REPORT ANALYSIS AND FINAL THOUGHTSDuring todayís report the Samsung 960 EVO
delivered some great results. It reached its rated read and write speeds of up to 3.2GB/s read and 1.9GB/s write. 4K QD1 read and write speeds were very good averaging about 50MB/s for read and 250MB/s for write, which is close to the Proís 63MB/s and nearly 300MB/s scores. The 960 EVOs IOPS results were very close to the rated scores of up to 330K/300K (250GB) and 380K/360K (1TB) and the 1TB model even hit 14K points in Anvil Storage utilities!Moving onto our traced based benchmarking, utilizing PCMark, we gained a bit better insight. With a score of 341K the 1TB 960 EVO scored the highest score we have ever seen in testing in PCMark Vantage. The 250GB model was very close as well, just a few K points away. PCMark 8ís extended testing revealed an interesting performance result. Compared to the competition, the 250GB modelís latency is much higher under heavy workloads. It did, however, recover quickly and the results during the recovery phases were much better than during the steady state and degrade portion. The 1TB model didnít seem to have the same issues as the 250GB in this test. It maintained competitive performance throughout the test. It even nearly tied with the 2TB 960 Pro as the best performing drive in the recovery rounds. After this, we showed how well the drives performed with PCMark 8 Standard. There the 960 EVOs were beat out by the OCZ RD400 and 950 and 960 Pros, but, the 1TB model did beat out the Intel 750 400GB. With overall average bandwidths of 486MB/s and 552MB/s, they both put on a good show and easily out performed their SATA counterparts.
When we wrapped up our PCMark runs, we threw out 30GB transfer test at these bad boys to see how they held up to the challenge. The 1TB model tackled it with ease and averaged the same as the 2TB 960 Pro. The 250GB modelís Achilles heel was revealed in this test however. Its TurboWrite buffer is only 13GB, meaning that after that its write speed drops to just 300MB/s when you write to it anything past the 13GB mark. When transferring over the 30GB of movies it averaged 479MB/s, which placed it behind the SATA based 1TB 850 EVO on the chart. In addition to the performance results from the 960 EVO, the power consumption results were also good. At idle they were the lowest power consuming PCIe drives and looking at efficiency metrics, the 1TB was second to the 960 Pro and the 250GB model outperformed the Intel 750 and Kingston HyperX Predator.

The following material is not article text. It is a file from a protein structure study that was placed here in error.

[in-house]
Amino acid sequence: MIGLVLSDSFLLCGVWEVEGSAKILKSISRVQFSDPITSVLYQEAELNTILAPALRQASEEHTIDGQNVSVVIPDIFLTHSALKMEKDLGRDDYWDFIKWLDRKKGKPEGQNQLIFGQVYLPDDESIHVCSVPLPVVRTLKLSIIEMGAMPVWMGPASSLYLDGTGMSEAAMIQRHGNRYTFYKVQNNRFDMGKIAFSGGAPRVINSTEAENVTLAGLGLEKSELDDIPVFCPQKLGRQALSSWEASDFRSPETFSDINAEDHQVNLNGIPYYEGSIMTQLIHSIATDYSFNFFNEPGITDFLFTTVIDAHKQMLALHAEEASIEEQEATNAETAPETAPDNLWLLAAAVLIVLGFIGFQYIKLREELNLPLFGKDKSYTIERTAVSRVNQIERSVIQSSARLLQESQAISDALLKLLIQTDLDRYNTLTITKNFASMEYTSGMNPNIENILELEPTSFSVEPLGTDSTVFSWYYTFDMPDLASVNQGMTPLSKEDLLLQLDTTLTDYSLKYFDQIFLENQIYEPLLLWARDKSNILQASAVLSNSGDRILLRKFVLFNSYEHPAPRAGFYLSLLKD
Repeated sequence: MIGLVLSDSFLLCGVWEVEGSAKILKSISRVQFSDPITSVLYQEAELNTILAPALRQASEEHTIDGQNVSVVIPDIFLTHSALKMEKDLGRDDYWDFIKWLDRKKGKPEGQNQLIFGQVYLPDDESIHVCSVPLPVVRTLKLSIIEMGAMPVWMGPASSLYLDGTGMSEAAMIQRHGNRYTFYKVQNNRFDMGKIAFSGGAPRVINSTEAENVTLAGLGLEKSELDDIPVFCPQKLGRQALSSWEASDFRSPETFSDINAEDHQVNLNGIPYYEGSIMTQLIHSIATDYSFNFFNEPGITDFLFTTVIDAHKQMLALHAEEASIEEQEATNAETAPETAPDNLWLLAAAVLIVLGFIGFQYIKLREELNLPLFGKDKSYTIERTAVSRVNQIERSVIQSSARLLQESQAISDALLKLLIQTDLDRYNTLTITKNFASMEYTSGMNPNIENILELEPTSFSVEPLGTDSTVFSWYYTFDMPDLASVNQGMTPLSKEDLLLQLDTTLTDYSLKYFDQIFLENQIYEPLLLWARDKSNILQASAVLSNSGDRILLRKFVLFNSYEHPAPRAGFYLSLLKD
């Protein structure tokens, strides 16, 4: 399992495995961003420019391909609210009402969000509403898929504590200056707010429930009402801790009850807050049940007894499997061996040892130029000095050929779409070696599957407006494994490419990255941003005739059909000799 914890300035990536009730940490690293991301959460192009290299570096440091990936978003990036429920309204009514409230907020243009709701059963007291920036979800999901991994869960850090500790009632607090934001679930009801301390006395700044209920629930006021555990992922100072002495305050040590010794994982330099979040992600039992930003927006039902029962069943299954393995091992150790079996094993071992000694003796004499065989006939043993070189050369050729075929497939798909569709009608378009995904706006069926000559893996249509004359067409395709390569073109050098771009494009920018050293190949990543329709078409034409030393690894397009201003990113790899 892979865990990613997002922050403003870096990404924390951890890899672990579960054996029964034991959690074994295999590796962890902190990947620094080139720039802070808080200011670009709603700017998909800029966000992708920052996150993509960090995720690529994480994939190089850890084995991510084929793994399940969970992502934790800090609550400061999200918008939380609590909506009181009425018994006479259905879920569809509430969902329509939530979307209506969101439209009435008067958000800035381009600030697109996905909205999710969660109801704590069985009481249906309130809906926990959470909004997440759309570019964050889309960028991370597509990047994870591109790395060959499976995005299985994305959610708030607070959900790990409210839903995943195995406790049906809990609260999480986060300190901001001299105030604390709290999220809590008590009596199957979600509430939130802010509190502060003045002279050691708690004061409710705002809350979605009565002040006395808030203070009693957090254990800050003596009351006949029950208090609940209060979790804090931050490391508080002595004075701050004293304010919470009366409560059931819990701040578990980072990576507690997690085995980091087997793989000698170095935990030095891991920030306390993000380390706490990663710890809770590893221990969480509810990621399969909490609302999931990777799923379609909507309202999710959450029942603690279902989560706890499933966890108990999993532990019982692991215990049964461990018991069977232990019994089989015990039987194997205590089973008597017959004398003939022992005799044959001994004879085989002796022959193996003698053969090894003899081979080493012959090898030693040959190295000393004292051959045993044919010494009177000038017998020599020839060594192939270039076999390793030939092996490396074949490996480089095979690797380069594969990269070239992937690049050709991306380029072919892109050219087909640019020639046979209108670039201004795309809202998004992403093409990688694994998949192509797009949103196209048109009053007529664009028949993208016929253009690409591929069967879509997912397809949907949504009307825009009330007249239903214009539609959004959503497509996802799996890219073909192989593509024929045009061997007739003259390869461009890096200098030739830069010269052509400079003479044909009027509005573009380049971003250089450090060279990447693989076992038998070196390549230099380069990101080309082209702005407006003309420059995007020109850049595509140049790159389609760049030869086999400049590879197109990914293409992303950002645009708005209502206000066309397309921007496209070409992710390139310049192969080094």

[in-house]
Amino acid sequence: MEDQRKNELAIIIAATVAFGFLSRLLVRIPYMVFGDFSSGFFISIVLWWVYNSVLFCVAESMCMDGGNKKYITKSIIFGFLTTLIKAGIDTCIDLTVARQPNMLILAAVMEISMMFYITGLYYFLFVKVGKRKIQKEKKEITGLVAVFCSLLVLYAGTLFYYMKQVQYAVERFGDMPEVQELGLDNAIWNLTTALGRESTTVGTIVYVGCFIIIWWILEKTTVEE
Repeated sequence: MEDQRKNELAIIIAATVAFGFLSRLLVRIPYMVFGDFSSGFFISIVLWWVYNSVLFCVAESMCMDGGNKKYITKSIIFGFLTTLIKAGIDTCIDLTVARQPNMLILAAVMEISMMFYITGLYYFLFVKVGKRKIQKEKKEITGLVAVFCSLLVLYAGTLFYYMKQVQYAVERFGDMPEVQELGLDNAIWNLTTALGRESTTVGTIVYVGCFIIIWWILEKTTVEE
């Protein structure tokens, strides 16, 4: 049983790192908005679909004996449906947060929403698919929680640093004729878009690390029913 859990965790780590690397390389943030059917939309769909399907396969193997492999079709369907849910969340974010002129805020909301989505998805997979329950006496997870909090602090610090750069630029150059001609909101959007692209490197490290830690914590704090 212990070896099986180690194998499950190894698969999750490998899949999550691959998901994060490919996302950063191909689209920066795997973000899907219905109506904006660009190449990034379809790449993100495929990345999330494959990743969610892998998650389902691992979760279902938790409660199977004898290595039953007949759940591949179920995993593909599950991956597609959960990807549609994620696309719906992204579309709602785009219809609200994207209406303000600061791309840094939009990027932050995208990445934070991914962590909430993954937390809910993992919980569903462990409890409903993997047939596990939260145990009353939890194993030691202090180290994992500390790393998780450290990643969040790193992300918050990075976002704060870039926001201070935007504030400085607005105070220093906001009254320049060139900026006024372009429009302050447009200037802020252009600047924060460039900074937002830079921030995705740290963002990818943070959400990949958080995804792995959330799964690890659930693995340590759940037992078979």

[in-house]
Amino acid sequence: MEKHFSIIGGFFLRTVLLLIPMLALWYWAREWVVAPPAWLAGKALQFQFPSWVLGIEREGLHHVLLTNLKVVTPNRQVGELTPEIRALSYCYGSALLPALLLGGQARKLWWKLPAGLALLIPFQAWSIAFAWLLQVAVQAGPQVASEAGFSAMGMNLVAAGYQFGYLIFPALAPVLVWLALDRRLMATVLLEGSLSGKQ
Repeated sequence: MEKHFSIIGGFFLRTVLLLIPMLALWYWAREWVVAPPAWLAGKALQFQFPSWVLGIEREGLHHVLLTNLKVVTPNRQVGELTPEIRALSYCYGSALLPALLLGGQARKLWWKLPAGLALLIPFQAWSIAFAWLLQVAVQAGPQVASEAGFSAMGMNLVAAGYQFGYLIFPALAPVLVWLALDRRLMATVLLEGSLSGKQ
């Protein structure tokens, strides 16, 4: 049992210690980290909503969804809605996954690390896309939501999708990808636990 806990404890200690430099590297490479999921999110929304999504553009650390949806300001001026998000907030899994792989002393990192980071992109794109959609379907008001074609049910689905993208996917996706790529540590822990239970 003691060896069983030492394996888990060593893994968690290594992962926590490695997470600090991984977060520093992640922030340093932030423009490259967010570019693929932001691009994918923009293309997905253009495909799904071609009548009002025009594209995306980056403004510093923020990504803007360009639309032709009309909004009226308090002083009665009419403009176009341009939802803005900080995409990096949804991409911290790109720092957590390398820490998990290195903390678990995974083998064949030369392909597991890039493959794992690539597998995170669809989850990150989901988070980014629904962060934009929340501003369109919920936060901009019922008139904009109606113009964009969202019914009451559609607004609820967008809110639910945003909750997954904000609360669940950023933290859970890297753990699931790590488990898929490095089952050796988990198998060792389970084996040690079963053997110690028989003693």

Finally, we wanted to show the base write performance of the 960 EVO to our audience, so we fired up HDTune. During the run the drives performed how they should. The 250GB modelís write performance dropped to 300MB/s after the initial SLC buffers and the 1TB model dropped down to 1200MB/s. Interestingly, however, the 1TB wound up dropping down a bit more to just over 1GB/s. Still, for the most part, that is more than enough for anyone use.
Sure, the 960 Pro offers you a few more MB/s bandwidth and higher IOPS and more consistent write performance over the 960 EVO, but with the extremely competitive pricing, we would recommend the EVO over the Pro more often than not. Unless higher endurance is needed or you are someone who wants the best of the best for that extra E-Peen, the EVO should be more than enough to satisfy. The Samsung 960 EVO is one of the best bangs for the buck in the high performance mainstream consumer category. Unless you are running heavy workloads, the Samsung 960 EVO should suite fine for almost any job you throw at it. Its speeds are blisteringly fast with read & write performance of up to 3.2GB/s & 1.9GB/s, it is efficient, and it could be the next SSD for you, especially if you are a Samsung SSD fan boy like so many are. If you are in the market to buy a new M.2 NVMe SSD, be sure toÖ